Repolishing

Repolishing.co.uk is run as a one-man business by Gavin Mason, a Modern French Polisher and Cabinet Maker, with a strong background in furniture manufacturing. (View CV on LinkedIn)

Experienced in high end reproduction, replica and bespoke furniture, Gavin specialises in all the finishes you see in furniture stores today, and from the 1920’s onwards. As at 2013 Gavin is the only Ercol recommended repolisher in the South-East.

Did you know there are 4 kinds of French Polisher? (see below).

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Antique Restorers

Antique Restorers, whose skills include the 19th century art of Traditional French Polishing, use shellac, alcohol and linseed oil to build up a one coat glossy finish to authentically restore furniture from that period.

Shellac French polishing was discontinued commercially in the 1920’s, in favour of more durable sprayed lacquers which - in combination with spray stains, dyes, tints, shades – is now the work of the Modern French Polisher.

Modern French Polishers

Modern French Polishers can be found in furniture factories throughout the world, and the variety of finishes they produce can be seen in any good furniture store today.

So for 1920’s Art Deco, to 1960’s Ercol, and from 1980’s Reproduction, to 21st century designer pieces - and everything else in between, including high quality internal joinery - you need an experienced Modern French Polisher.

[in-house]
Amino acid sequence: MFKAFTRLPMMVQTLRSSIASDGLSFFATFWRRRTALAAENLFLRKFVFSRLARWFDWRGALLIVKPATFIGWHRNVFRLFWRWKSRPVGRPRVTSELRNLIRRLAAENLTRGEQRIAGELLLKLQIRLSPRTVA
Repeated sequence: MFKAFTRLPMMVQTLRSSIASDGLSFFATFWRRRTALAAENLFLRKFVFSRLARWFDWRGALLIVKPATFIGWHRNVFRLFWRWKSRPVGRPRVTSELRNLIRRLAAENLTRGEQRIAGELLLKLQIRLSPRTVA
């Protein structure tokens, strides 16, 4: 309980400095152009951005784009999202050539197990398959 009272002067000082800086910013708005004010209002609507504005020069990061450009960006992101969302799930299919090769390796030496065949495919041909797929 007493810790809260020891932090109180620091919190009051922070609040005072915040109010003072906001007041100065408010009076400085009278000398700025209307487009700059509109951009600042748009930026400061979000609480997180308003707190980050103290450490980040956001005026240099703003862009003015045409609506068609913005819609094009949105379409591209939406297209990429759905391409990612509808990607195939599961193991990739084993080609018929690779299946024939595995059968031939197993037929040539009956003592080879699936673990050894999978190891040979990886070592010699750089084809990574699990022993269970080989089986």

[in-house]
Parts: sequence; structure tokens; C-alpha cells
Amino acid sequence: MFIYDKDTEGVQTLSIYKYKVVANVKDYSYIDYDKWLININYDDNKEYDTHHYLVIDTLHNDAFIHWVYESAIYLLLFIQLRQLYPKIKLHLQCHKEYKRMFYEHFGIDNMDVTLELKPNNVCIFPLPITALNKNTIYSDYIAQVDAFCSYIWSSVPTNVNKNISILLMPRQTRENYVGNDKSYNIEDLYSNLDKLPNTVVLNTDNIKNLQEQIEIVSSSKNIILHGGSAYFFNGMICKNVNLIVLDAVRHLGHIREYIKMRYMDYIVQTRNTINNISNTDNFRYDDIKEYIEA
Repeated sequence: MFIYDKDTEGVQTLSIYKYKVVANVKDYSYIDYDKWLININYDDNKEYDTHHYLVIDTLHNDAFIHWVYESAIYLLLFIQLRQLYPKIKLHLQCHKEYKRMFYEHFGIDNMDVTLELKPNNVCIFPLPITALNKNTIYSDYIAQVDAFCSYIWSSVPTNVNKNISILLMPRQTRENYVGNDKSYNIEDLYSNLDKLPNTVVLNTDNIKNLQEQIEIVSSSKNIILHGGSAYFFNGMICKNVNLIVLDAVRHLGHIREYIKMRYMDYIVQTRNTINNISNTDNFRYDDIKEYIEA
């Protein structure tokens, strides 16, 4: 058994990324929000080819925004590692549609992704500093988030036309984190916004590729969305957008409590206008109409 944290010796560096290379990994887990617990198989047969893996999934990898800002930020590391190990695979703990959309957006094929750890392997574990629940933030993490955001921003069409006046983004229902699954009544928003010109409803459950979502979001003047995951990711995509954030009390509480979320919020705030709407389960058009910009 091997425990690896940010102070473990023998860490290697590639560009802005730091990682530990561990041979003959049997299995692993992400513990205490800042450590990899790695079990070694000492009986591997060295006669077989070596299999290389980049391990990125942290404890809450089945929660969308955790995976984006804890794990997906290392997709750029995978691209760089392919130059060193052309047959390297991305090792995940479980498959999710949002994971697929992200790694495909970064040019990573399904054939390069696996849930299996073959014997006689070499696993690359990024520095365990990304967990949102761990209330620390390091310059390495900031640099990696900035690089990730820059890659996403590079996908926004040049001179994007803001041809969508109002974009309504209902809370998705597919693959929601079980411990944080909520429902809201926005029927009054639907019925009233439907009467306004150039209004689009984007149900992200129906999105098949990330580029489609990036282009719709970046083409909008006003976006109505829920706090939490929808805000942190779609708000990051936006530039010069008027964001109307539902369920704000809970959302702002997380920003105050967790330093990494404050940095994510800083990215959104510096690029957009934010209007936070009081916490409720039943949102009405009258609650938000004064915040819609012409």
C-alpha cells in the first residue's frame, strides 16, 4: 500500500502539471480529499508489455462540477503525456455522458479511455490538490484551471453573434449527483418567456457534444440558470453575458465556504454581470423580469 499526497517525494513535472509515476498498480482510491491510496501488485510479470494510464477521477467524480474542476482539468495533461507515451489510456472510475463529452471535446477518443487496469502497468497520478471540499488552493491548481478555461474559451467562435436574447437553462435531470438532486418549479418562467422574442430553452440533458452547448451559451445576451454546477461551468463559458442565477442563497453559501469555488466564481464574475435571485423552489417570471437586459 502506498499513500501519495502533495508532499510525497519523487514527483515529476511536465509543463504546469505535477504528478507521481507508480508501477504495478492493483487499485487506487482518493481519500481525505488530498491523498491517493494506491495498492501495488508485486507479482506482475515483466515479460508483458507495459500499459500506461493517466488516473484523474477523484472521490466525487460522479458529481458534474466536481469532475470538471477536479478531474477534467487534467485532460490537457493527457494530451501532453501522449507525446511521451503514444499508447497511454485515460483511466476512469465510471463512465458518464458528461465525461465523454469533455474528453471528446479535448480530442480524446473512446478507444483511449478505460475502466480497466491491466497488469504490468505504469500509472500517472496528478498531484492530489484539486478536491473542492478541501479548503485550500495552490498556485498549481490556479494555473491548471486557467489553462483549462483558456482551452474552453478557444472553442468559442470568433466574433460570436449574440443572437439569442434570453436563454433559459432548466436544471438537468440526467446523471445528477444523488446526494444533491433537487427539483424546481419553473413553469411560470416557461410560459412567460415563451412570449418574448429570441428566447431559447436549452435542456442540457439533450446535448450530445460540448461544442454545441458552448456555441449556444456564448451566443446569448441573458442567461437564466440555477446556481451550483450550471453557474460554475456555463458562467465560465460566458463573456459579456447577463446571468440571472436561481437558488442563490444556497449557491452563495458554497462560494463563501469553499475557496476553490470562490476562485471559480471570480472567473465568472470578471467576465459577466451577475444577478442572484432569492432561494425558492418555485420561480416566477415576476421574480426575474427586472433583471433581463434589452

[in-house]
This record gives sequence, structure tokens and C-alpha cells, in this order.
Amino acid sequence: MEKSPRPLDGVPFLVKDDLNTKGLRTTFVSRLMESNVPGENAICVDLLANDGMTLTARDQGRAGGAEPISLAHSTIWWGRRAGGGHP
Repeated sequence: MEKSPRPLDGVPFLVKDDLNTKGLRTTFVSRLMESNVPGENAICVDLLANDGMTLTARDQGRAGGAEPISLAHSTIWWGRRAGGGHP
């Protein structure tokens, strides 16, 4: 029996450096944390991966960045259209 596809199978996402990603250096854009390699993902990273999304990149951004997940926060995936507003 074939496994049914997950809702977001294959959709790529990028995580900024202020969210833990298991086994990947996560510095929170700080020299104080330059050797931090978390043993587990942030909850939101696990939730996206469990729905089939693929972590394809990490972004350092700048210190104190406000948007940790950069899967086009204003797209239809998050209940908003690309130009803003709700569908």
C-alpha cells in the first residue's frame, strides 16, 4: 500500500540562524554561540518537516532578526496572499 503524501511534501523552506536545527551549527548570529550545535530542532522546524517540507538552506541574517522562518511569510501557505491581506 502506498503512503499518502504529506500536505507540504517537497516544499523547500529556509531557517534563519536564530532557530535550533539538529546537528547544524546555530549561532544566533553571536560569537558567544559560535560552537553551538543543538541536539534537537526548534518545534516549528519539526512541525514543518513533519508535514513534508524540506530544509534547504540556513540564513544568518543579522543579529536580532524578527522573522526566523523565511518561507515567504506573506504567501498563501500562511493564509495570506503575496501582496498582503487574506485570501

Franchised Repairers

Franchised Repairers will visit you at home and, with specialised repair kits, can improve scratches and other blemishes.

This can be quite effective for minor damage, or where perfection is not required, and without the inconvenience of your furniture being taken away.

Don’t expect too much though, and certainly not the rejuvenation of having the piece entirely repolished.

Painters & Decorators

Traditionally, Painters & Decorators were also French Polishers but alas no more. These days they sometimes pass themselves off as French Polishers using the DIY products for sale in the Decorator’s Merchants.

In the hands of someone skilled with a brush, these can be quite acceptable for ordinary internal joinery. But not, of course, for fine furniture, or where a “furniture quality finish” is desired.